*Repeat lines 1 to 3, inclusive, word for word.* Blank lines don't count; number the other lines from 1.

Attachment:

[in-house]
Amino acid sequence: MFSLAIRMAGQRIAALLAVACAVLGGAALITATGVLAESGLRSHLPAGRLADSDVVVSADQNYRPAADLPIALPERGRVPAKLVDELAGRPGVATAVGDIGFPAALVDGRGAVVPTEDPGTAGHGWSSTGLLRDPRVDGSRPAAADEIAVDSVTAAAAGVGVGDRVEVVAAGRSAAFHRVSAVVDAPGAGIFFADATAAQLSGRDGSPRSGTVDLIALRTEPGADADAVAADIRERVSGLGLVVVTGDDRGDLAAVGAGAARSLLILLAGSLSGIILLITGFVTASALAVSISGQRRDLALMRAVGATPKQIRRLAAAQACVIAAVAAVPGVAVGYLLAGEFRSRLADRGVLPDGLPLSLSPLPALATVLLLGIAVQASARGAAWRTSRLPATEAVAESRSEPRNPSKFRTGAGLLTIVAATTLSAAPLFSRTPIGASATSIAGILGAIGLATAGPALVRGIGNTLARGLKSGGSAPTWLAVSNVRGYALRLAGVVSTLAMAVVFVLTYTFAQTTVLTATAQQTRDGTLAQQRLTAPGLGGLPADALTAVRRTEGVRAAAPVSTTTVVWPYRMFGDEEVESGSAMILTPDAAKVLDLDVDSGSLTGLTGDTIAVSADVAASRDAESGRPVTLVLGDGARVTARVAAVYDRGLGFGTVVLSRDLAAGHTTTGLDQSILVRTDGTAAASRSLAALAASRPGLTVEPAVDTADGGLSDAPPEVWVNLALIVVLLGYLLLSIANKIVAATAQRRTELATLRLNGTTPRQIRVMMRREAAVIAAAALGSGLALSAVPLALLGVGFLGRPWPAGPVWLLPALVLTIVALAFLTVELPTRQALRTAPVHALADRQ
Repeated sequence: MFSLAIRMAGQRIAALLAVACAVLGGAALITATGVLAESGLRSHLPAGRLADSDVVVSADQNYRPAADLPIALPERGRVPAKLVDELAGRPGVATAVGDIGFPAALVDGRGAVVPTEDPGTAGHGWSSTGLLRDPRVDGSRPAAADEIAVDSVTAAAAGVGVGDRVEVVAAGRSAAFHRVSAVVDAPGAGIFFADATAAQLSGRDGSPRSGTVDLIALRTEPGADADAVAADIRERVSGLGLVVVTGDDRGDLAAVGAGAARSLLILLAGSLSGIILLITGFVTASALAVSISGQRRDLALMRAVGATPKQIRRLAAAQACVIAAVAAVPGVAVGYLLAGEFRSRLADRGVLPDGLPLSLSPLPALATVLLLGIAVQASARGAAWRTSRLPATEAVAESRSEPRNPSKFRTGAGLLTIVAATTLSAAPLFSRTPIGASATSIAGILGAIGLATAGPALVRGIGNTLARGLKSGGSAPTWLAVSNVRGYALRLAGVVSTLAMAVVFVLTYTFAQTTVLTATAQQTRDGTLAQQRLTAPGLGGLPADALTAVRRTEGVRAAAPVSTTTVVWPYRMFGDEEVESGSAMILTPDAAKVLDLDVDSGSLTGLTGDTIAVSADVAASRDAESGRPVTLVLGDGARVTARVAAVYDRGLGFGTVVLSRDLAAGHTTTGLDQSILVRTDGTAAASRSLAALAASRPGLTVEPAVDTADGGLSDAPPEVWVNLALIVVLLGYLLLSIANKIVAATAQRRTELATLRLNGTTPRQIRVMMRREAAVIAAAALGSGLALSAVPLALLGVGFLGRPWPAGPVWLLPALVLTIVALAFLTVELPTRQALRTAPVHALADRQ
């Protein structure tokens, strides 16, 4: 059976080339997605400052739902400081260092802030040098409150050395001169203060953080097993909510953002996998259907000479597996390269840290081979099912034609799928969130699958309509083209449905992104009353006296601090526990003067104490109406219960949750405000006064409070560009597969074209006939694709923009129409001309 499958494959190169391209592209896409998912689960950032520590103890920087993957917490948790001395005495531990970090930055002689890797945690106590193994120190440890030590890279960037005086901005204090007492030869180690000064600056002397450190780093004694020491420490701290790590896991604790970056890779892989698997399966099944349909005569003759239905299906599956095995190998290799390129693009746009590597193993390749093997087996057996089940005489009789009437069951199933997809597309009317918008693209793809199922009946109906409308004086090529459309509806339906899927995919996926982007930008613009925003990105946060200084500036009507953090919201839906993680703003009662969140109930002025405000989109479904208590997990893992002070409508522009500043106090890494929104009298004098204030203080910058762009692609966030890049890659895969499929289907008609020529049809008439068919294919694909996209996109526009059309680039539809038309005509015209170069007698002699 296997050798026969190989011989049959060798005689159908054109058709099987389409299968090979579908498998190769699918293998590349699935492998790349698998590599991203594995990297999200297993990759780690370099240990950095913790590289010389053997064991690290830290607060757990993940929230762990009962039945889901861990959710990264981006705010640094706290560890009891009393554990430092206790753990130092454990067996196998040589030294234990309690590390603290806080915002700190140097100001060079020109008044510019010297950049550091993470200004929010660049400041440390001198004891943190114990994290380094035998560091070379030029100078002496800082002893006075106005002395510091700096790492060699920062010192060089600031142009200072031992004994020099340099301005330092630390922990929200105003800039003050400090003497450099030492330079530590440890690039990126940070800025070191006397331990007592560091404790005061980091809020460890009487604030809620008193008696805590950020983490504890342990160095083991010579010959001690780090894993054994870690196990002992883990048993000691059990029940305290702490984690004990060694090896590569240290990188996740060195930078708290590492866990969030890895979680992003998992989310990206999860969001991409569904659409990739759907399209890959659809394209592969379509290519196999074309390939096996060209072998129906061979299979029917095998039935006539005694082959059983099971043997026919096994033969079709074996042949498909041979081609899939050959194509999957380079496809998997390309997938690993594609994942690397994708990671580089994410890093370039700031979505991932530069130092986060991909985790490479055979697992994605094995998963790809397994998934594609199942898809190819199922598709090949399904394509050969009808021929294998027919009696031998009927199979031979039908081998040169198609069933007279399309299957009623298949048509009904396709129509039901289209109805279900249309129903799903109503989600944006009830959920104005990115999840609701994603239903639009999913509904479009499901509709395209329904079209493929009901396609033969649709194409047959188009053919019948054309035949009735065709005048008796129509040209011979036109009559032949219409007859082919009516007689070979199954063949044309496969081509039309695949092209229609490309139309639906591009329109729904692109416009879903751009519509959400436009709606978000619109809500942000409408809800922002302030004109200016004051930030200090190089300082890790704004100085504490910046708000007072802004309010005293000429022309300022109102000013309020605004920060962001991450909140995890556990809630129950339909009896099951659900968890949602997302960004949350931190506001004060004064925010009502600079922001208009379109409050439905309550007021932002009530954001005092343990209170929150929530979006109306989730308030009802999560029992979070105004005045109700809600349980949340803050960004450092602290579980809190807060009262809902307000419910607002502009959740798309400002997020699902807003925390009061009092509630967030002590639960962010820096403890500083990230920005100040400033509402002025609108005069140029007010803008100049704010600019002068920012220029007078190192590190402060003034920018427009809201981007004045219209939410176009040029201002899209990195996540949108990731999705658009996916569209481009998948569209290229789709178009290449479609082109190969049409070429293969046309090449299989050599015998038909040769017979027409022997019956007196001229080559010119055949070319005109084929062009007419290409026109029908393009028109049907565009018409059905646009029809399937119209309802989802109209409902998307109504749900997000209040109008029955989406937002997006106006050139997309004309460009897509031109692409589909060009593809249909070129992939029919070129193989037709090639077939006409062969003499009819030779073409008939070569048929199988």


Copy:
[in-house]
Amino acid sequence: MFSLAIRMAGQRIAALLAVACAVLGGAALITATGVLAESGLRSHLPAGRLADSDVVVSADQNYRPAADLPIALPERGRVPAKLVDELAGRPGVATAVGDIGFPAALVDGRGAVVPTEDPGTAGHGWSSTGLLRDPRVDGSRPAAADEIAVDSVTAAAAGVGVGDRVEVVAAGRSAAFHRVSAVVDAPGAGIFFADATAAQLSGRDGSPRSGTVDLIALRTEPGADADAVAADIRERVSGLGLVVVTGDDRGDLAAVGAGAARSLLILLAGSLSGIILLITGFVTASALAVSISGQRRDLALMRAVGATPKQIRRLAAAQACVIAAVAAVPGVAVGYLLAGEFRSRLADRGVLPDGLPLSLSPLPALATVLLLGIAVQASARGAAWRTSRLPATEAVAESRSEPRNPSKFRTGAGLLTIVAATTLSAAPLFSRTPIGASATSIAGILGAIGLATAGPALVRGIGNTLARGLKSGGSAPTWLAVSNVRGYALRLAGVVSTLAMAVVFVLTYTFAQTTVLTATAQQTRDGTLAQQRLTAPGLGGLPADALTAVRRTEGVRAAAPVSTTTVVWPYRMFGDEEVESGSAMILTPDAAKVLDLDVDSGSLTGLTGDTIAVSADVAASRDAESGRPVTLVLGDGARVTARVAAVYDRGLGFGTVVLSRDLAAGHTTTGLDQSILVRTDGTAAASRSLAALAASRPGLTVEPAVDTADGGLSDAPPEVWVNLALIVVLLGYLLLSIANKIVAATAQRRTELATLRLNGTTPRQIRVMMRREAAVIAAAALGSGLALSAVPLALLGVGFLGRPWPAGPVWLLPALVLTIVALAFLTVELPTRQALRTAPVHALADRQ
Repeated sequence: MFSLAIRMAGQRIAALLAVACAVLGGAALITATGVLAESGLRSHLPAGRLADSDVVVSADQNYRPAADLPIALPERGRVPAKLVDELAGRPGVATAVGDIGFPAALVDGRGAVVPTEDPGTAGHGWSSTGLLRDPRVDGSRPAAADEIAVDSVTAAAAGVGVGDRVEVVAAGRSAAFHRVSAVVDAPGAGIFFADATAAQLSGRDGSPRSGTVDLIALRTEPGADADAVAADIRERVSGLGLVVVTGDDRGDLAAVGAGAARSLLILLAGSLSGIILLITGFVTASALAVSISGQRRDLALMRAVGATPKQIRRLAAAQACVIAAVAAVPGVAVGYLLAGEFRSRLADRGVLPDGLPLSLSPLPALATVLLLGIAVQASARGAAWRTSRLPATEAVAESRSEPRNPSKFRTGAGLLTIVAATTLSAAPLFSRTPIGASATSIAGILGAIGLATAGPALVRGIGNTLARGLKSGGSAPTWLAVSNVRGYALRLAGVVSTLAMAVVFVLTYTFAQTTVLTATAQQTRDGTLAQQRLTAPGLGGLPADALTAVRRTEGVRAAAPVSTTTVVWPYRMFGDEEVESGSAMILTPDAAKVLDLDVDSGSLTGLTGDTIAVSADVAASRDAESGRPVTLVLGDGARVTARVAAVYDRGLGFGTVVLSRDLAAGHTTTGLDQSILVRTDGTAAASRSLAALAASRPGLTVEPAVDTADGGLSDAPPEVWVNLALIVVLLGYLLLSIANKIVAATAQRRTELATLRLNGTTPRQIRVMMRREAAVIAAAALGSGLALSAVPLALLGVGFLGRPWPAGPVWLLPALVLTIVALAFLTVELPTRQALRTAPVHALADRQ